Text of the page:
Inflation is rising, so why not the price of gold? Gold prices fell to post-pandemic lows. So why is gold, the traditional hedge against inflation, falling in value? Many investors in the Australian share market may be disappointed with the performance of gold shares in the Australian share market in recent months. Take Australia’s largest listed gold miner, Newcrest Mining Ltd : Shares of Newcrest are now trading higher, rising by as 11.82% in one month alone- Up to 22.6% in 2022.
As a gold miner, Newcrest’s share price often rises and falls behind the price of gold itself. After all, every mining company is only as valuable as the things it digs out of the ground. And so far in 2022, we’ve seen gold rise from $1,832 an ounce at the beginning of the year to $1,600 an ounce. This explains the difficult path Newcrest’s share price has taken so far this year.
Gold is supposed to be a traditional hedge against inflation, right? This means that as the interest rate continues to rise then it should outperform other assets in times of rising prices?
The inflation in Australia is running at an annual rate of 6.1%. And gold is often held as an effective hedge against inflation because of its static supply and cannot be “printed”. Then, why is gold falling in the face of rising inflation
Perhaps it is easier to explain gold as an inflation hedge that supposedly rises in line with inflation. A recent CNBC article blamed it on aggressive interest rate hikes. The article states that “a rise in US interest rates will reduce the appeal of non-yielding gold, even as it is seen as a hedge against inflation”. Clearly. Another way to protect your wealth from inflation is to insure a return on your capital. This income can come in the form of dividends from stocks, interest from loans and bonds, or rent from real estate. Gold bars do not provide these income streams.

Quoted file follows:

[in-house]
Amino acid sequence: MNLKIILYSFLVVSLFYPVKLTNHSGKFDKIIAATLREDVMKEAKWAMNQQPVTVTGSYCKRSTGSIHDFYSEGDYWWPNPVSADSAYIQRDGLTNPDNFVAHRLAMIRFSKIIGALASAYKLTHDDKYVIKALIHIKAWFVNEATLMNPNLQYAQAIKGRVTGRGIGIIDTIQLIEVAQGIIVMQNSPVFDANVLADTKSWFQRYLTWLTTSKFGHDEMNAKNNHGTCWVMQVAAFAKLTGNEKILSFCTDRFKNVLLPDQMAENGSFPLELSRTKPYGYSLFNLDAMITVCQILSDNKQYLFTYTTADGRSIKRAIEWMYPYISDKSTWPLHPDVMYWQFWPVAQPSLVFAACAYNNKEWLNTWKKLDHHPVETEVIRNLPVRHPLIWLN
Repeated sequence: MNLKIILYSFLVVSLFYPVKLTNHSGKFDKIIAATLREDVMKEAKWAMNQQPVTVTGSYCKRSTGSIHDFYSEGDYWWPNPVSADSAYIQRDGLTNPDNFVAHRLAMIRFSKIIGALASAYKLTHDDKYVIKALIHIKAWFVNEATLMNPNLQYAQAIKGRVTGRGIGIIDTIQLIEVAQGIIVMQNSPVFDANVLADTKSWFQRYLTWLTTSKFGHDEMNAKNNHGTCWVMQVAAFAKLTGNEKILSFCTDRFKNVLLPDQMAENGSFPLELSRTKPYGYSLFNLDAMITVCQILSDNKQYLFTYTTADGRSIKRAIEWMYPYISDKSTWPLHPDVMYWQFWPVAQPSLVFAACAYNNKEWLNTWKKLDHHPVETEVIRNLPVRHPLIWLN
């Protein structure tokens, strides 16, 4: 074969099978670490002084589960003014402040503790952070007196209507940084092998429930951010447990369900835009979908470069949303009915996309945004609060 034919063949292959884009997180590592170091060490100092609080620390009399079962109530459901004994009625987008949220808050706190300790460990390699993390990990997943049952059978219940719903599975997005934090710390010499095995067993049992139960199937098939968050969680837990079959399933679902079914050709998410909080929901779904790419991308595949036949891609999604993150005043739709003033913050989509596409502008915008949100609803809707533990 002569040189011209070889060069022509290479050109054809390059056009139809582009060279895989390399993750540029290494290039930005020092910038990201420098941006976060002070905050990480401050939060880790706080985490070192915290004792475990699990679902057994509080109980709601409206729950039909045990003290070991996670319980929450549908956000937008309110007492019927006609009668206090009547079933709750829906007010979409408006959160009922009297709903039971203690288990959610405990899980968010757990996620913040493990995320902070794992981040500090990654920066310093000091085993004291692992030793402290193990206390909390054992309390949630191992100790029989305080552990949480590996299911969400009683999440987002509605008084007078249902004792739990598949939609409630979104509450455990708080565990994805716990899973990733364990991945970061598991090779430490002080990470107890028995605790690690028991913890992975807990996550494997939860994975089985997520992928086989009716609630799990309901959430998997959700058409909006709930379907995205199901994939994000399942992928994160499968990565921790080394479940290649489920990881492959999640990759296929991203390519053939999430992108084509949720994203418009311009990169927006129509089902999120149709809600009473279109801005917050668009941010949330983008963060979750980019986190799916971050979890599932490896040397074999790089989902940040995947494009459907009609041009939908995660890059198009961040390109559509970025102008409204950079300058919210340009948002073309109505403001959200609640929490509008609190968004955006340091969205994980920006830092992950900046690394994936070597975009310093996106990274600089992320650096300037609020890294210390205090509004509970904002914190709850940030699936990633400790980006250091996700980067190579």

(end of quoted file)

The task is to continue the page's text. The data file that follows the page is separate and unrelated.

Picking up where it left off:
So while gold is considered an effective hedge against inflation, it still provides no return, making it unattractive to hold in a rapidly rising interest rate environment, at least in the short term. . Investors seek returns in the defensive asset of gold.
Gold continued its descent from its 2021 highs because of several macro catalysts, including the strength of the US dollar and rising interest rates. Gold continues to go down. Gold fell from a high of $2,052 per troy ounce to $1,692/oz and inflation in the US and UK is now above 9% per annum, with the risk of recession increasing by the week. Inflation and recession are traditionally strong drivers of gold prices, but these relationships seem to be coming apart at the seams in 2022.
What caused all this to happen?
To prevent rampant global inflation, central banks began to aggressively tighten monetary regimes. This has hurt global demand for gold. Gold has traditionally been seen as a hedge against inflation. However, rising interest rates mean investors are considering the opportunity cost of holding gold/futures if they are not paying interest. Meanwhile, the US dollar index continues to defy the odds, rising to a 5-year high, and gold continues to diverge from the dollar index.
So, now what? Should you still buy gold?
Given the sell-off across a lot of stocks, now might just be a good time to buy gold bullion and make it part of a diversified portfolio.
Source 1: https://www.bullionstar.com/article/why-gold-is-a-hedge-against-inflation
Source 2: https://www.cnbc.com/2022/07/26/the-fed-could-surprise-markets-by-sounding-even-more-aggressive-as-economy-teeters-.html